Reuters: The Central Bank is expected to raise its key interest rates by at least by 25 basis points on Tuesday, a Reuters poll showed, as it seeks to reduce downward pressure on the fragile local currency.
Seven out of 13 economists surveyed expect the Central Bank of Sri Lanka to raise both its Standing Deposit Facility Rate (SDFR) and it Standing Lending Facility Rate (SLFR): four expect 50 basis point increases in both rates while two expect 25 basis point increases in both rates. One analyst expects both rates to be raised by 100 basis points.
The Central Bank raised the SDFR and the SLFR by 50 basis points each at its policy meeting last month. This followed an increase in commercial banks’ statutory reserve ratio by 150 basis points in December.
“The correct measure is to raise the rates,” said Danushka Samarasinghe, Research Head at Softlogic Stockbrokers. “It will help cooling off the system and further ease the pressure on the currency.”
However, some dealers say the Central Bank may hold policy until it sees the results of its previous two policy tightening meetings.
Six analysts expect the Central Bank to keep the SDFR and the SLFR steady at 6.50% and 8.00%, respectively.
All 13 economists expect the statutory reserve ratio to remain unchanged at 7.50%.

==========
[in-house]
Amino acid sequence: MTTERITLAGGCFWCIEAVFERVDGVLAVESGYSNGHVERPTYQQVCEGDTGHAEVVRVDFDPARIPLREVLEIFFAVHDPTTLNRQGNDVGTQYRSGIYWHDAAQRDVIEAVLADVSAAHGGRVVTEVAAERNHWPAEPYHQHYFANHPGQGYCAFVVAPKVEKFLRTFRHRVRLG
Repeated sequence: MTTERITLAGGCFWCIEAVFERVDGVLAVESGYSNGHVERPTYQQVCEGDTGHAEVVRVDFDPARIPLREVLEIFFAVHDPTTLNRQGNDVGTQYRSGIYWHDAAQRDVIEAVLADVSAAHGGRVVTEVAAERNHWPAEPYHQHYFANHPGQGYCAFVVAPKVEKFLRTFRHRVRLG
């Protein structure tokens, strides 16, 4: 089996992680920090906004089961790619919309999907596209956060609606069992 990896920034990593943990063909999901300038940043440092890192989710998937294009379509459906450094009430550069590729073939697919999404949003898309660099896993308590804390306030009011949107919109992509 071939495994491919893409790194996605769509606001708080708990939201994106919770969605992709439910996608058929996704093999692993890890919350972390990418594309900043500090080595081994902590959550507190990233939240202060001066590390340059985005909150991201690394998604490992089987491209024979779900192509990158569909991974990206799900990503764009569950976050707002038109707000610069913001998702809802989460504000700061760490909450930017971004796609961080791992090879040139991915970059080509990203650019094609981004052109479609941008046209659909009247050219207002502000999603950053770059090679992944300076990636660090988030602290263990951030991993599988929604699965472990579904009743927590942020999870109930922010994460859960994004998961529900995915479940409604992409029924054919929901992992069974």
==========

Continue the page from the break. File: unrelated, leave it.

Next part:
Some analysts say a rate hike could strengthen Sri Lanka’s position in its negotiations for a loan with the International Monetary Fund (IMF) as it would signal a readiness to stem outflows and consolidate its finances.
The IMF has urged Sri Lanka to reduce its fiscal deficit, raise Government revenue and improve foreign exchange reserves, which were at $6.6 billion as of end-February, down by nearly a third from October 2014 when they touched a record high.
Private sector credit growth by commercial banks, which was as high as 27% year-on-year in November, grew at 25.1% in December, slowing for the first time since August 2014.
While local Treasury bill yields have risen by between 116 and 195 basis points across the curve since the key policy rate hikes in February, the tightening has failed to relieve pressure on the currency.
The rupee has come under pressure due to lower interest rates, higher imports, and foreign outflows from government securities.
The spot rupee is hovering at 144.00 per dollar, but banks are reluctant to trade below the 144.00 level amid moral suasion from the Central Bank, currency dealers say. The one-week rupee forward has been trading at around 147.80 to the dollar since 27 January.